Lunchtimes with Architects: Public Opinion

Until now, urban designers at the Australian Urban Design Research Centre have shared their stories of how public spaces around the world have been shaped by the relationships between people, their politics and culture. In my most recent interview, Zoe Myers reflected on how Perth’s population has re-imagined the spaces of the CBD and Northbridge by engaging more with urbanism, perhaps after having witnessed examples from other cities. As a result, the people in the city and local government initiatives came together and developed Perth into the vibrant place it is today. To complete the series, I wanted to understand how Perth is currently seen through the public’s eye. My friends Bohdan Warchomij, Ruby Low and Steven Peh give us an insight into their thoughts and experiences of Perth. Ultimately, I hope to discover if their values and opinions about public spaces align with the urban designers I’ve spoken to.

Image source: (left) Ruby Low. 2017. Ruby Low and Steven Peh (right) Bohdan Warchomij. 2017. Bohdan Warchomij

“I just turned 70, so that’s kind of a nice age to look back on life, you know. I came here when I was a three-year-old kid, my parents were kind of Ukrainian migrants…I always thought I’d become a writer but I ended up being a photographer…I’m on the streets all the time. I photograph people even when I’m not photographing, I mean, when I’m not getting paid. For me it’s a daily thing, I always walk out of the house with a camera…Oh yeah, it’s Bohdan Warchomij, and it’s spelt B-O-H-D-A-N W-A-R-C-H-O-M-I-J. How’s your Ukrainian? You don’t speak it!” laughed Bohdan.

“My name is Ruby, I’m 24. I was born in Malaysia, Kuala Lumpur. Actually no, Subang Jaya, sorry. And then I moved here to Perth when I was 11 years old. I studied commerce and economics at UWA. When I first moved here I lived in Shelley, and then I moved to Riverton,” said Ruby. “My name is Steven Peh. I am 24 years old on June 3rd. I was born in Newman, WA ‘cause dad was in the mines and I moved to Perth when I was 3 years old. I lived in Leeming and then I went to Bateman and then I went to Rossmoyne High School. And now I’m working as a finance broker,” said Steven. “What were you doing before?” asked Ruby. “I went on Masterchef and studied an accounting degree.”

“I think it was Lonely Planet called us Dullsville at one stage, but I don’t think it’s dull at all. The city has actually got a lot of very interesting people living here…I mean there are a lot of migrants and travellers to this part of the world and a lot of them have stayed because they like the city. They like the weather, they like the friendliness of people. And sometimes you have to get out and about to experience the city. You have to search a little bit. But there’s some interesting music happening here, a lot of the world’s most famous bands have come from Perth, you know.,” said Bohdan. “I’m out and about all the time. I’ll go to The Bird and listen to some DJs.”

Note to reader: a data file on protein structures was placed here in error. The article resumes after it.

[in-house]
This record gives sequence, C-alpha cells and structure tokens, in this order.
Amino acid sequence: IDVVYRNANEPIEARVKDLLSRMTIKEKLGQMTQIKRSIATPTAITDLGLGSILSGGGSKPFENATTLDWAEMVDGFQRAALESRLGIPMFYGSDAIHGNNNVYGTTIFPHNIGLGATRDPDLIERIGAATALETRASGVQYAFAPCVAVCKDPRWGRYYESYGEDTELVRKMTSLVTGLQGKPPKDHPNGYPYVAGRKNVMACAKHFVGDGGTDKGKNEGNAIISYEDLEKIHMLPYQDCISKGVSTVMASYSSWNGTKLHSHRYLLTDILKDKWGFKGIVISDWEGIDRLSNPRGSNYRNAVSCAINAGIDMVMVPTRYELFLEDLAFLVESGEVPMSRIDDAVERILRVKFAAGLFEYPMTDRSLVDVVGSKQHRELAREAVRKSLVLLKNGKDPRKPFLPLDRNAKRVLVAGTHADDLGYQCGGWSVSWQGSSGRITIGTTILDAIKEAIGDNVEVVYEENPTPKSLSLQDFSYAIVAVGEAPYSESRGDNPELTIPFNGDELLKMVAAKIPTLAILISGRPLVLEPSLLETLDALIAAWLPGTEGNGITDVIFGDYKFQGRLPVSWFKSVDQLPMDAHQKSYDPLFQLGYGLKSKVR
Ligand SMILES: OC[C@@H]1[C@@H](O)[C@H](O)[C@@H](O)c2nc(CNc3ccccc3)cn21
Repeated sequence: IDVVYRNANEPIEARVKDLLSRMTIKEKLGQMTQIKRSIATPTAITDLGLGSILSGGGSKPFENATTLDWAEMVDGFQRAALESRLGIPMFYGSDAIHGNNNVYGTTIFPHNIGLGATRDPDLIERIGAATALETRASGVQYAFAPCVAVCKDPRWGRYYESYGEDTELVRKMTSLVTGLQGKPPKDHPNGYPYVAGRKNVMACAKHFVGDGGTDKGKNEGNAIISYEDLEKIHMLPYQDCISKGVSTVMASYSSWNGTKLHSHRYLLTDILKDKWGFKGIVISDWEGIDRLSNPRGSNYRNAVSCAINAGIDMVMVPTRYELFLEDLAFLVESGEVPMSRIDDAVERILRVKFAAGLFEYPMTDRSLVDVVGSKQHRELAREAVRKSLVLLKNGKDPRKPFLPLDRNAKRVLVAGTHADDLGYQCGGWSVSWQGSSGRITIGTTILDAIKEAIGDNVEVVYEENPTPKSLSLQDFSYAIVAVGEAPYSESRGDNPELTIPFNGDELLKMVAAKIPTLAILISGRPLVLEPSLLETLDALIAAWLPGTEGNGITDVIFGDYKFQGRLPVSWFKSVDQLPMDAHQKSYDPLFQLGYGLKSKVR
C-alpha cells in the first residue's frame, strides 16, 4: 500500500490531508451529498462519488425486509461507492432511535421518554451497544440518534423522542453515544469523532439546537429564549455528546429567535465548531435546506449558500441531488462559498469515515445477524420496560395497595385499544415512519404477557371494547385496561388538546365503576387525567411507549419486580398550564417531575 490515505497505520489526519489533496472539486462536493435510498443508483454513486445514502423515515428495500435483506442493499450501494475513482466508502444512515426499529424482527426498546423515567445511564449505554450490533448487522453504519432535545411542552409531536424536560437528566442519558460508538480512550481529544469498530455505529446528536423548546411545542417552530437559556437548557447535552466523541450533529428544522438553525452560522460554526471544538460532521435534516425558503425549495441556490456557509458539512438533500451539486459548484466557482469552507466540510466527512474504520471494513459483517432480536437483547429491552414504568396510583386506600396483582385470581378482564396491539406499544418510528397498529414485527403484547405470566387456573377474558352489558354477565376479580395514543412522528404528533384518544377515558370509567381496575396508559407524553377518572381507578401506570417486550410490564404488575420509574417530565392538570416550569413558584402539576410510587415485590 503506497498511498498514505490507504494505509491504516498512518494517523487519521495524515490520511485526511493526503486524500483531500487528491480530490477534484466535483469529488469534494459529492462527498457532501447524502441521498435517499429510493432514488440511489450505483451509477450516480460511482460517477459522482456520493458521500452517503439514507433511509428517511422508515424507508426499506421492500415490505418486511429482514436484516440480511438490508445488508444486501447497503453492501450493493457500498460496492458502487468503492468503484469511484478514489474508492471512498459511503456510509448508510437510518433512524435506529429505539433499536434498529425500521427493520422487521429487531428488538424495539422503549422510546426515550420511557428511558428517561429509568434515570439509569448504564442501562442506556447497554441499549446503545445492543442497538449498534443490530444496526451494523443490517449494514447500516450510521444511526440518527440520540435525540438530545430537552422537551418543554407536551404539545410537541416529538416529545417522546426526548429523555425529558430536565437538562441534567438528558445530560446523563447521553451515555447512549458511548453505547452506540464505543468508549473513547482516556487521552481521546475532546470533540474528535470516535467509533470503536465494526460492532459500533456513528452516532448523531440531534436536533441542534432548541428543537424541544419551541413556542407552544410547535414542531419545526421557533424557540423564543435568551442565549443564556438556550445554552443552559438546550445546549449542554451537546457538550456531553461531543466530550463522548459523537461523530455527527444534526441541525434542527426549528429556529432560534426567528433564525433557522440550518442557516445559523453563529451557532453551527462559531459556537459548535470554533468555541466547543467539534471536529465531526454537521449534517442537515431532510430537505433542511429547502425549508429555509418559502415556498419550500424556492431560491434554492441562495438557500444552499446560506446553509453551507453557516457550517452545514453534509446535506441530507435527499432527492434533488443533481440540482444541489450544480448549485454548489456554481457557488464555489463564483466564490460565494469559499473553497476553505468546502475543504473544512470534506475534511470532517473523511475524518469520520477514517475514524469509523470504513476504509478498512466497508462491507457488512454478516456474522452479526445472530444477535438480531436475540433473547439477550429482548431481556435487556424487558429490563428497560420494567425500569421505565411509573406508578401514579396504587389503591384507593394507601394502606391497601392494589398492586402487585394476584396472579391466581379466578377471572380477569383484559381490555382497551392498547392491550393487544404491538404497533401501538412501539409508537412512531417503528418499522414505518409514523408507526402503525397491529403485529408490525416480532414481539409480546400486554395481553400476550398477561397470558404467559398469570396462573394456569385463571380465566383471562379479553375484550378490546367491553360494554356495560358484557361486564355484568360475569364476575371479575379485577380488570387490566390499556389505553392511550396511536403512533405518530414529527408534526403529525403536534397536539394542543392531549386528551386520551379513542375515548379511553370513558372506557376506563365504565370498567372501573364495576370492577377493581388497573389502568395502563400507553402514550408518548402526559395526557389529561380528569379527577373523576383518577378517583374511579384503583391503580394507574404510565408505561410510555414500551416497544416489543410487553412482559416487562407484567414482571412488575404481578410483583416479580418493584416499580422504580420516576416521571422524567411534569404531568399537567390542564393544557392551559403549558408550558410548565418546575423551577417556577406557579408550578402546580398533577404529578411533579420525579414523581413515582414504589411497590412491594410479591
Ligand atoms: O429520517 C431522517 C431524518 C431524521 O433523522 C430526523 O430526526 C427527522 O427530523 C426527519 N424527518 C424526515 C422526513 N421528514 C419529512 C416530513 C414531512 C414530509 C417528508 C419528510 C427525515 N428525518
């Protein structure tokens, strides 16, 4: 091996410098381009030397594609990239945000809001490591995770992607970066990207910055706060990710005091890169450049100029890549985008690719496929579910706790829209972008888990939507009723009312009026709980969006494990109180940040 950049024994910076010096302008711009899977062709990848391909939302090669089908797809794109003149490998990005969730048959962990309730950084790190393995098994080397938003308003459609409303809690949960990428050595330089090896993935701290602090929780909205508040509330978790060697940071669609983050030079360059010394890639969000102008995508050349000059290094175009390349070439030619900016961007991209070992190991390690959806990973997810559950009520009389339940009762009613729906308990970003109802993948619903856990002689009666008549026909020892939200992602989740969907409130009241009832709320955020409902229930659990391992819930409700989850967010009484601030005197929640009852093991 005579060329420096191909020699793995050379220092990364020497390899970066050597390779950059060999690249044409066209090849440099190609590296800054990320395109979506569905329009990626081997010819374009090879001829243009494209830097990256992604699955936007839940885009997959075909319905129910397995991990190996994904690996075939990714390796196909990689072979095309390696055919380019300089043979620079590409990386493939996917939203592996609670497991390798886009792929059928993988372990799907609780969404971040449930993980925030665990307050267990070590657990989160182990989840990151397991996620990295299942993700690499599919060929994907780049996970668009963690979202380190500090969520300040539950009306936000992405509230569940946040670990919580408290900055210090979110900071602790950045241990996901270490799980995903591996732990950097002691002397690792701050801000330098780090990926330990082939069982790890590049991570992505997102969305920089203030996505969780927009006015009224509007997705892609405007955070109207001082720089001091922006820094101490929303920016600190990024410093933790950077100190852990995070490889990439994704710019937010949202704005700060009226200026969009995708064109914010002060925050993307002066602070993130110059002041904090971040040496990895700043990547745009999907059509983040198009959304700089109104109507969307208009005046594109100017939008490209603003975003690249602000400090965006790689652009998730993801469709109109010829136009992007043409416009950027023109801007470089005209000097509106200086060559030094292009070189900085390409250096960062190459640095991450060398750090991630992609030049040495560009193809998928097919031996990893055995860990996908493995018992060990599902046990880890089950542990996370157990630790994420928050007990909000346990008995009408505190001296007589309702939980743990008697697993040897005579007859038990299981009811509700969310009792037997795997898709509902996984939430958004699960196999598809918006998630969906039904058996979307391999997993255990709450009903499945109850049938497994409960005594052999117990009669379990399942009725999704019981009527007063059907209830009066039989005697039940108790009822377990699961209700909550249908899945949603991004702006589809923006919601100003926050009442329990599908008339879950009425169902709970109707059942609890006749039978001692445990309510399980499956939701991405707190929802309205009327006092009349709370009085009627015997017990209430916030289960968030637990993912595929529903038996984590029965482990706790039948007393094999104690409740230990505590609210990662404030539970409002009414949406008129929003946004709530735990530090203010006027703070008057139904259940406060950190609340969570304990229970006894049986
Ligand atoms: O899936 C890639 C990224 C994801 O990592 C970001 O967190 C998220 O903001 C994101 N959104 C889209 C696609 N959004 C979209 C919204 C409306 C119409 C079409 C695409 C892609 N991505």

Image source: Nexxtframe Photography. 2017. Interactive art exhibition ‘Confluence’ at South Perth foreshore

“I’m pretty happy with Perth,” said Steven. “I’m a Perth boy so I know how laid-back it is…the general vibe on the street is just take your time, like what’s the rush? ‘Cause a guy from Sydney came over the other day…He’s like, ‘I swear I’m walking the fastest out of everyone here!’…He said, ‘I felt like everyone was walking to a symphony orchestra, just so slow and flowy, whereas in Sydney it’s like jazz!’” “Like jazz!” interrupted Ruby, “Sydney’s friggin’ metal, man! That’s how I felt!”

“Well I guess what makes Perth, Perth is that it’s quite laid-back, it’s quite chilled. If there’s something on every night, although it would be much more fun, I think we’ll get tired of it eventually. I guess events here and there which they are doing now. You know like Twilight Markets and the exhibition in South Perth and stuff like that. But I don’t think they need to change [Perth] that much,” said Ruby.